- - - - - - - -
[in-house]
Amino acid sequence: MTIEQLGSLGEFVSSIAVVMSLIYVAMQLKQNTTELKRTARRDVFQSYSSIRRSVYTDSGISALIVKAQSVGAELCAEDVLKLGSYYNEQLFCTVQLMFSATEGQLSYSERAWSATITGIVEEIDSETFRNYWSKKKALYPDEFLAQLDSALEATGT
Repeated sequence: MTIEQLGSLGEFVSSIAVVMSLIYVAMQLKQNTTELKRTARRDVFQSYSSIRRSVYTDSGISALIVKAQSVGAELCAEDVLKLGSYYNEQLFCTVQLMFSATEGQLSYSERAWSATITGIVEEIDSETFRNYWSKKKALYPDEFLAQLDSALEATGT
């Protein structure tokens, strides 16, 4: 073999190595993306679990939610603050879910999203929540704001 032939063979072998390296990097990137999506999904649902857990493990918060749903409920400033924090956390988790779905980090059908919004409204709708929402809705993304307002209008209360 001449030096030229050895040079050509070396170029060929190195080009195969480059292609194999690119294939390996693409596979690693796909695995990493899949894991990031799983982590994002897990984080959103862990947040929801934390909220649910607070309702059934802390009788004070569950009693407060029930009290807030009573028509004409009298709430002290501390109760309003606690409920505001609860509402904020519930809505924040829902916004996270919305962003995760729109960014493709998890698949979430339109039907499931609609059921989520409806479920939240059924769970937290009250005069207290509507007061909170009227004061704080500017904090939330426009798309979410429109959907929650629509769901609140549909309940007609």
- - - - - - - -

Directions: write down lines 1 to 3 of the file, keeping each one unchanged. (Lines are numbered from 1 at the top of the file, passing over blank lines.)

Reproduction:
[in-house]
Amino acid sequence: MTIEQLGSLGEFVSSIAVVMSLIYVAMQLKQNTTELKRTARRDVFQSYSSIRRSVYTDSGISALIVKAQSVGAELCAEDVLKLGSYYNEQLFCTVQLMFSATEGQLSYSERAWSATITGIVEEIDSETFRNYWSKKKALYPDEFLAQLDSALEATGT
Repeated sequence: MTIEQLGSLGEFVSSIAVVMSLIYVAMQLKQNTTELKRTARRDVFQSYSSIRRSVYTDSGISALIVKAQSVGAELCAEDVLKLGSYYNEQLFCTVQLMFSATEGQLSYSERAWSATITGIVEEIDSETFRNYWSKKKALYPDEFLAQLDSALEATGT